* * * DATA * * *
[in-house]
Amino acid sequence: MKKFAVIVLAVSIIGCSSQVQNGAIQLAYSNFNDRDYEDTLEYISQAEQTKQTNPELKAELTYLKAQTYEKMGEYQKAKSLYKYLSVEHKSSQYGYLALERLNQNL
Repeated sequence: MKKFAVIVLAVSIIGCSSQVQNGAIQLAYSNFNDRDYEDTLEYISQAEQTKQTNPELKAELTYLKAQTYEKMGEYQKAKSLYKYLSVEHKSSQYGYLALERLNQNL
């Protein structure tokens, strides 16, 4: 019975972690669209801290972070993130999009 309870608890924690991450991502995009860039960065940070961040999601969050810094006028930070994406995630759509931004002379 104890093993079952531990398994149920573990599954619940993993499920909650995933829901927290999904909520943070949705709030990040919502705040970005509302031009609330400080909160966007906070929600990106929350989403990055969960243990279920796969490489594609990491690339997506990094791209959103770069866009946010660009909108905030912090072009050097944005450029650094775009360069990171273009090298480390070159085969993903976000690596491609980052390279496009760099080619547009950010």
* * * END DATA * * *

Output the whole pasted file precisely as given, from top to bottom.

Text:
[in-house]
Amino acid sequence: MKKFAVIVLAVSIIGCSSQVQNGAIQLAYSNFNDRDYEDTLEYISQAEQTKQTNPELKAELTYLKAQTYEKMGEYQKAKSLYKYLSVEHKSSQYGYLALERLNQNL
Repeated sequence: MKKFAVIVLAVSIIGCSSQVQNGAIQLAYSNFNDRDYEDTLEYISQAEQTKQTNPELKAELTYLKAQTYEKMGEYQKAKSLYKYLSVEHKSSQYGYLALERLNQNL
């Protein structure tokens, strides 16, 4: 019975972690669209801290972070993130999009 309870608890924690991450991502995009860039960065940070961040999601969050810094006028930070994406995630759509931004002379 104890093993079952531990398994149920573990599954619940993993499920909650995933829901927290999904909520943070949705709030990040919502705040970005509302031009609330400080909160966007906070929600990106929350989403990055969960243990279920796969490489594609990491690339997506990094791209959103770069866009946010660009909108905030912090072009050097944005450029650094775009360069990171273009090298480390070159085969993903976000690596491609980052390279496009760099080619547009950010």